WHAT IS PROVENANCE?
Provenance refers to the ownership history of a painting – who owned it and when, from the time of its creation to the present. The study of provenance is a traditional part of art historical research and helps us to better understand the artwork – its function, condition, authenticity and its place in historical collecting practices.
WHAT IS PROVENANCE RESEARCH?
The AGO is committed to investigating the provenance or history of ownership of works in the AGO Collection its collection as they are acquired, for art historical as well as legal and ethical reasons. The AGO believes stolen or looted objects have no place in a public museum. Having a complete provenance for a given work of art is often difficult if not impossible to establish and does not mean that the work was looted or stolen, only that the complete ownership history cannot be reconstructed today. Research into artworks is ever-evolving as resources and archives become available.
Provenance research at the AGO is overseen by the museum’s Provenance, Repatriation and Restitution Committee, made up of employees from various departments. Established in 2020, and operating in accord with national law, international conventions and principles, the Committee assesses all collecting areas, with focussed attention on Indigenous and African works as well as works that may have been in Europe during the Nazi regime (1933-1945). The committee can suggest repatriation in response to requests received from First Nations, or have materials designated as needing repatriation. If a work in the AGO Collection is determined to have been confiscated or sold under duress, the committee will work to identify the rightful owner or heir and restitute the work of art.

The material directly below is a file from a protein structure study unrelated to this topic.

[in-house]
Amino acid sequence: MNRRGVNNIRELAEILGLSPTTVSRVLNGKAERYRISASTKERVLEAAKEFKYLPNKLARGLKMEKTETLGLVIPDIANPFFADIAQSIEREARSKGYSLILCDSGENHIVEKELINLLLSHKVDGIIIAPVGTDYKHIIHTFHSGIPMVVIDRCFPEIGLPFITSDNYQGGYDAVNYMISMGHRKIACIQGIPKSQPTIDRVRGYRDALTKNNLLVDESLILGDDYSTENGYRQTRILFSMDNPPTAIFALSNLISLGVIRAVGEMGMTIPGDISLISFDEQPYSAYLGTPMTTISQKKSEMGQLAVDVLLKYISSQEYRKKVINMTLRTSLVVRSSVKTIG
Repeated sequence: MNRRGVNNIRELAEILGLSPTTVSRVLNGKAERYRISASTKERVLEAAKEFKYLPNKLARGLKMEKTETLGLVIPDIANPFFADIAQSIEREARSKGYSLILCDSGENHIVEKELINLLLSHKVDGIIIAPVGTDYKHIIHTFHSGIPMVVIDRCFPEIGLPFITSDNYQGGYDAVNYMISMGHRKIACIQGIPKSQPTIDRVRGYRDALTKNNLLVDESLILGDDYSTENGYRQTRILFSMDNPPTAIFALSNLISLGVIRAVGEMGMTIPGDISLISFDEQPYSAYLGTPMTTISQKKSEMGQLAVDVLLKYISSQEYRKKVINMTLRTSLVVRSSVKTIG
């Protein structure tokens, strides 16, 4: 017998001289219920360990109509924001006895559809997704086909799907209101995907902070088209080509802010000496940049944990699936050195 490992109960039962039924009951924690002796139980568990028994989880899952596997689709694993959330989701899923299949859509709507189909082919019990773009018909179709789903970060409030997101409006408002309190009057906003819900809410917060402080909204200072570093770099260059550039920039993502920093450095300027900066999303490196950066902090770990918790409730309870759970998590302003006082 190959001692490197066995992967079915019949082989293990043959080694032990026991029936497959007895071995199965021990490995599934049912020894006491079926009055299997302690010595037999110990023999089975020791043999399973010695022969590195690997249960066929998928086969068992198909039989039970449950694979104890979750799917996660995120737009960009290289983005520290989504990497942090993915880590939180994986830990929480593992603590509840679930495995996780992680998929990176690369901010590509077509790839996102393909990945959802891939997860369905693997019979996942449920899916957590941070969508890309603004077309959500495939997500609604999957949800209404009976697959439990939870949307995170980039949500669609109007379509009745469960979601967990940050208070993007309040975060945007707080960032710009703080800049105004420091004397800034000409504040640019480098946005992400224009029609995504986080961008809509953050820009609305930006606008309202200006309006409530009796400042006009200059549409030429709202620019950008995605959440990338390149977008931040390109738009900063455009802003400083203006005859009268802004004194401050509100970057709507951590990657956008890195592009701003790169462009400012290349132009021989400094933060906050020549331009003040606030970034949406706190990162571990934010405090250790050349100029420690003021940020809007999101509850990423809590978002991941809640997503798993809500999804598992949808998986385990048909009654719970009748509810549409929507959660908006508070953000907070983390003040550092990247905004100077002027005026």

Questions for the AGO Provenance, Repatriation and Restitution Committee can be directed to Liana Radvak, Registrar, Collections Information & Image Resources.
The restitution of artworks from the AGO Collection, when recommended by the Provenance, Repatriation and Restitution Committee, is conducted in accordance with the museum’s deaccessioning policy.